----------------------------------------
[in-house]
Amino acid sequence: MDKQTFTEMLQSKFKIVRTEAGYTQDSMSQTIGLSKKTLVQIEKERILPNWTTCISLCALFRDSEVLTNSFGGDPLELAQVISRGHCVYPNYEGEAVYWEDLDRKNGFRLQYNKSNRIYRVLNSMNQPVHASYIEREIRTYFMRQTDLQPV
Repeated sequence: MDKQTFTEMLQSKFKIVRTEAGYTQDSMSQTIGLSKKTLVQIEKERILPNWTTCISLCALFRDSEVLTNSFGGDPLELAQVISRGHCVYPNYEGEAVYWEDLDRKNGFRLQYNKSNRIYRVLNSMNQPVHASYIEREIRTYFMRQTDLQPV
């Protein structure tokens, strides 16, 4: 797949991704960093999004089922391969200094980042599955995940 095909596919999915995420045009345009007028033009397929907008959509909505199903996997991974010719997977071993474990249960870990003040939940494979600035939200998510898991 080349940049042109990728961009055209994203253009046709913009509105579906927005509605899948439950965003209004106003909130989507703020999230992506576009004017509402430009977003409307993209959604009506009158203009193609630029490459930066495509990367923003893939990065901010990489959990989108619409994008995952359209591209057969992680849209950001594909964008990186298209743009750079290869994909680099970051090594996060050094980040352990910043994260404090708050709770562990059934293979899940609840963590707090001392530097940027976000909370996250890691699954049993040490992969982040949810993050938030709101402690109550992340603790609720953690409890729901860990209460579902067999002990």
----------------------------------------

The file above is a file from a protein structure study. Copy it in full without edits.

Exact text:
[in-house]
Amino acid sequence: MDKQTFTEMLQSKFKIVRTEAGYTQDSMSQTIGLSKKTLVQIEKERILPNWTTCISLCALFRDSEVLTNSFGGDPLELAQVISRGHCVYPNYEGEAVYWEDLDRKNGFRLQYNKSNRIYRVLNSMNQPVHASYIEREIRTYFMRQTDLQPV
Repeated sequence: MDKQTFTEMLQSKFKIVRTEAGYTQDSMSQTIGLSKKTLVQIEKERILPNWTTCISLCALFRDSEVLTNSFGGDPLELAQVISRGHCVYPNYEGEAVYWEDLDRKNGFRLQYNKSNRIYRVLNSMNQPVHASYIEREIRTYFMRQTDLQPV
């Protein structure tokens, strides 16, 4: 797949991704960093999004089922391969200094980042599955995940 095909596919999915995420045009345009007028033009397929907008959509909505199903996997991974010719997977071993474990249960870990003040939940494979600035939200998510898991 080349940049042109990728961009055209994203253009046709913009509105579906927005509605899948439950965003209004106003909130989507703020999230992506576009004017509402430009977003409307993209959604009506009158203009193609630029490459930066495509990367923003893939990065901010990489959990989108619409994008995952359209591209057969992680849209950001594909964008990186298209743009750079290869994909680099970051090594996060050094980040352990910043994260404090708050709770562990059934293979899940609840963590707090001392530097940027976000909370996250890691699954049993040490992969982040949810993050938030709101402690109550992340603790609720953690409890729901860990209460579902067999002990």